I am guessing that 'the recession' will result in more and more roadworks around Auckland as a way of 'stimulating' the economy. Public works are easy to initiate, there are few metrics for their success or failure (hard to fail with upgrading roads) and it transfers relatively unskilled workers most likely to be 'let go'.
When my partners and I started Idealog magazine a part of the pitch was that New Zealand's economy needs to diversify with a greater emphasis on innovation, creativity and increased emphasis on copyrights and other forms of intellectual property.
From out first issue we were criticised for suggesting that primary production would ever be anything other than the backbone of the the New Zealand economy. That was three years ago. Since then commodity prices have swollen to record highs (so much so that milk solids were being called White Gold). Prices have tanked since and the the global economic downturn doesn't look like ending anytime soon.
Now more than ever investment should be focused on creating genuinely sustainable industries like the creative industries - which consume few resources, can transport across the web and earn residual royalties and payments long after the initial conception and implementation has taken place.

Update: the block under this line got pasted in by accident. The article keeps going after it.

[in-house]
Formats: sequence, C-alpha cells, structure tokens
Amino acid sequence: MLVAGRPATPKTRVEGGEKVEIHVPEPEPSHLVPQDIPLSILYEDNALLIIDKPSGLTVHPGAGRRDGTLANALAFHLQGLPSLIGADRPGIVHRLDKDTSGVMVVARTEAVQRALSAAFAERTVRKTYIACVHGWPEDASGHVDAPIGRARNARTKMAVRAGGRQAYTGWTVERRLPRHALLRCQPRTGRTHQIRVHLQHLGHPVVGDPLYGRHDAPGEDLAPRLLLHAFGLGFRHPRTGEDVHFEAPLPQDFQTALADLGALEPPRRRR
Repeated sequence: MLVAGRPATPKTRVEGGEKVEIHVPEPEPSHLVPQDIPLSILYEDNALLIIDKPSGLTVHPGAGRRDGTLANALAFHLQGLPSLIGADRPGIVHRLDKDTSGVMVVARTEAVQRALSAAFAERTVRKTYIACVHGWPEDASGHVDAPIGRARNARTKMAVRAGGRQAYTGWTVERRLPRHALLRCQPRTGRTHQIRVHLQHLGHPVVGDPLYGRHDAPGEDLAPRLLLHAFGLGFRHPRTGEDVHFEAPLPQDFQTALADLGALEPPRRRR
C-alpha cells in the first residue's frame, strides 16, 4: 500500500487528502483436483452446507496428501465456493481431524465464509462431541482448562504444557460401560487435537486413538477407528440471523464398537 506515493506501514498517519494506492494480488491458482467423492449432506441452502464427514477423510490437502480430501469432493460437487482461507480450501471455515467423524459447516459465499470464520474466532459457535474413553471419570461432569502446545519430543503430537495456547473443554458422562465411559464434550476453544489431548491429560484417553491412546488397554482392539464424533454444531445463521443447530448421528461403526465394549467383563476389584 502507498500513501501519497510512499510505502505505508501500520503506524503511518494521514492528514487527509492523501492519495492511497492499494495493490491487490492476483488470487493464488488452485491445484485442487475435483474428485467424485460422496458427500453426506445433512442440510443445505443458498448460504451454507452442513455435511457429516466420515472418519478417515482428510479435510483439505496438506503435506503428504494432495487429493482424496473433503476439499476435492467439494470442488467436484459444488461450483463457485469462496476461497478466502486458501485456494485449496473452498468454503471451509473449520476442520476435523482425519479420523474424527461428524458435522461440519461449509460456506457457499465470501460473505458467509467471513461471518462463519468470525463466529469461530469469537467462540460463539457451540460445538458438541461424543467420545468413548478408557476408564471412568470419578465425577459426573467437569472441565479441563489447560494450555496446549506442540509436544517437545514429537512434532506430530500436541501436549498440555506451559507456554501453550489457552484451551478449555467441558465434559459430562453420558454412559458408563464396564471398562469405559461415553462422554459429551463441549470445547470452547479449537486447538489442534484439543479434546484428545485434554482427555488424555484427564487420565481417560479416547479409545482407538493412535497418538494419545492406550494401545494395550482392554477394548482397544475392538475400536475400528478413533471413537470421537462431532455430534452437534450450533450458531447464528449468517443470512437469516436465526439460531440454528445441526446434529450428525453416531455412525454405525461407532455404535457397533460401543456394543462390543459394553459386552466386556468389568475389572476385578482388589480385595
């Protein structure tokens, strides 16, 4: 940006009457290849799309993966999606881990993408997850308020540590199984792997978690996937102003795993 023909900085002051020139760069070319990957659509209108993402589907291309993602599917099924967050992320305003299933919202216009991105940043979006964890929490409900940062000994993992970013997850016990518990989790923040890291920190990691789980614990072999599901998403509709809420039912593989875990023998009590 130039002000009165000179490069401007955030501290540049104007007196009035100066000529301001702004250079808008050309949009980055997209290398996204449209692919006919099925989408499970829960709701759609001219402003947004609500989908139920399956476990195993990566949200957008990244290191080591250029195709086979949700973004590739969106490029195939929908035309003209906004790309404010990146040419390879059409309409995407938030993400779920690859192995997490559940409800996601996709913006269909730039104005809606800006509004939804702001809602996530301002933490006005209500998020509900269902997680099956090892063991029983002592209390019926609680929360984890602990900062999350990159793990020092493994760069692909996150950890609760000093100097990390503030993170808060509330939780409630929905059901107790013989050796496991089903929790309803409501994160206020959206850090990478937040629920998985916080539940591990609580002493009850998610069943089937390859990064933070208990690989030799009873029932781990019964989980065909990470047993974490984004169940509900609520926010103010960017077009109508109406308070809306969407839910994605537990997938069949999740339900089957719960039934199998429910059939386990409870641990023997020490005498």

Offering subsidies to creative producers to invest in audio and video recording equipment, editing software, tools for networking and collaboration, creating marketplaces and connections might offer greater long term returns than in capital intensive and heavy-freight solutions.
Of course, when I discuss the creative economy I refer to:
* Art markets
* Designer fashion
* Film and video
* Interactive leisure software
* Performing arts
* Software and computer services
* Television and radio;
...rather than imaginative thinking as a verb.